First-Year

Posts that are topical for incoming or current first-year medical students.

UVM Larner Med medical student Caitlin Early poses against a light stone masonry wall. Early wears a aubergine sweater.

Where to Apply? How to Decide Which Medical School(s) are Right for You.

On April 19, between 11:00 am – 8:00 pm ET, the UVM Larner College of Medicine will host a virtual “booth” at the Association of American Medical Colleges’ (AAMC) Virtual Medical School Fair. Per the AAMC event website, the fair “enables aspiring applicants and premeds…to connect with medical schools and admissions experts from around the U.S. and Canada.” 

In this post, Caitlin Early, a Larner Class of 2025 medical student reflects on how she used the AAMC virtual fair and other tools to support her research and decision-making process when applying to medical school.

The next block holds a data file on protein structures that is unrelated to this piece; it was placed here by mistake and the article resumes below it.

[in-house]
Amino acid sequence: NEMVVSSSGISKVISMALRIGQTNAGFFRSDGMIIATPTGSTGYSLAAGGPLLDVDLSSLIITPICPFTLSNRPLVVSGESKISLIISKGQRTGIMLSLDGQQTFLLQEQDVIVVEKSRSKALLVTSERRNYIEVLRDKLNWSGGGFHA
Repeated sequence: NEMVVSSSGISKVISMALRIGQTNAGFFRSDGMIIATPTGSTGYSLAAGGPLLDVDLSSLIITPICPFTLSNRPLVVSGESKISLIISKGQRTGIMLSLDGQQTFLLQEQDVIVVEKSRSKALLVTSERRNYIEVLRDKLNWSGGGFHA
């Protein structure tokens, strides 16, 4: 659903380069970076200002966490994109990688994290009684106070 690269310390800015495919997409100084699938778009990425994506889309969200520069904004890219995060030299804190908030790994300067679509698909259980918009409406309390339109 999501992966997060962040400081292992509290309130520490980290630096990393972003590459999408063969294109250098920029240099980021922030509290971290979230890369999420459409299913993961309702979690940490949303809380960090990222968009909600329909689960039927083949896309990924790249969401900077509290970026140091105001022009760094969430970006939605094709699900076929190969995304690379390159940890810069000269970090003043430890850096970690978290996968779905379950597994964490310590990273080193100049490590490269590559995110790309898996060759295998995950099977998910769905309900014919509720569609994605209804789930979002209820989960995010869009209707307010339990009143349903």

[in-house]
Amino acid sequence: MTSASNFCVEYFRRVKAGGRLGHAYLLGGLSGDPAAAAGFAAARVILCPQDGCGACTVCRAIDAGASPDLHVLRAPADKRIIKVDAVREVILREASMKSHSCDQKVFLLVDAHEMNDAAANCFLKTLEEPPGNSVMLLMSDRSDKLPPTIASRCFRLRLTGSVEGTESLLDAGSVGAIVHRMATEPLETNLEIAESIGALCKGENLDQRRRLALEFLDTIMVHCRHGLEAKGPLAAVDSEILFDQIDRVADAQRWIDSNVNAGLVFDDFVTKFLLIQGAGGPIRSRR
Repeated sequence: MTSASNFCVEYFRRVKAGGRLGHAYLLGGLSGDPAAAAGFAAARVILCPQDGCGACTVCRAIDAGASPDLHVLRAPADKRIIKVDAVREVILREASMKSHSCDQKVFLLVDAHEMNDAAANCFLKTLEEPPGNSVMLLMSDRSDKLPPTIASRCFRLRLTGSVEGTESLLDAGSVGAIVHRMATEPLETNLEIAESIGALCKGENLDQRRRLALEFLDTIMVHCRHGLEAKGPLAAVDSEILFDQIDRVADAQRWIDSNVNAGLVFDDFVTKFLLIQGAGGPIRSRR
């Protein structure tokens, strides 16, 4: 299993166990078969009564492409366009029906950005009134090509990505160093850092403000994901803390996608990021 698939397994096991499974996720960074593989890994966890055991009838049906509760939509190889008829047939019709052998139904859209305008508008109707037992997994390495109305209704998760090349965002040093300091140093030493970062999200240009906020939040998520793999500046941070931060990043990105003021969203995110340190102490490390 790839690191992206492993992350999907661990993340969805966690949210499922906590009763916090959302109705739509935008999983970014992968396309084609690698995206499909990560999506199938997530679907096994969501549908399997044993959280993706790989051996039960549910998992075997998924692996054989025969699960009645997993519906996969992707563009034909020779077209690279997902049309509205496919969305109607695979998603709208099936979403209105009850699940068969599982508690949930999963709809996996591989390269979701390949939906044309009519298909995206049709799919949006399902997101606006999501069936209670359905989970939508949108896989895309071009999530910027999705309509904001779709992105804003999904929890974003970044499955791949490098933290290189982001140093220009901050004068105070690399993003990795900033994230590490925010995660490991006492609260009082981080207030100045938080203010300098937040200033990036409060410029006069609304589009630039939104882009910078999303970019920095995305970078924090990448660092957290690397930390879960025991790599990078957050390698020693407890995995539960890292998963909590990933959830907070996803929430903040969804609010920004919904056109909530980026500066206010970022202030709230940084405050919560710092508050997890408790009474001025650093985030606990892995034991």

Kiana Heredia poses in a black dress with her medical student white coat slung over her should after her class's White Coat Ceremony in 2021. Clipped to the pocket of her white coat is a medical student ID badge.

Pre-Med Science Classes Pushed Me Away from Being a Doctor; the Art and Humanism of Medicine Brought Me Back

Kiana Heredia is a medical student in the Class of 2024 at the UVM Larner College of Medicine. As an undergraduate pre-medical student slogging through basic science courses in physics, chemistry, and more, Heredia found herself questioning her career choice. In this blog post, Heredia describes that experience and what eventually led her back to a career in medicine.

Black and white photo of Matt Breseman face wearing surgical mask and with EEG leads taped to forehead and temples

The Student Becomes the Patient

Early on in my illness a friend sent me a meme.

“How do medical students get sick; can’t they just open a textbook and cure themselves?” it asked.

Although it wasn’t that simple, I learned a lot from the process of trying to discover what was wrong with me…I was getting a crash course on the art of medicine from the patient perspective, with my medical bill jokingly serving as the cost of tuition.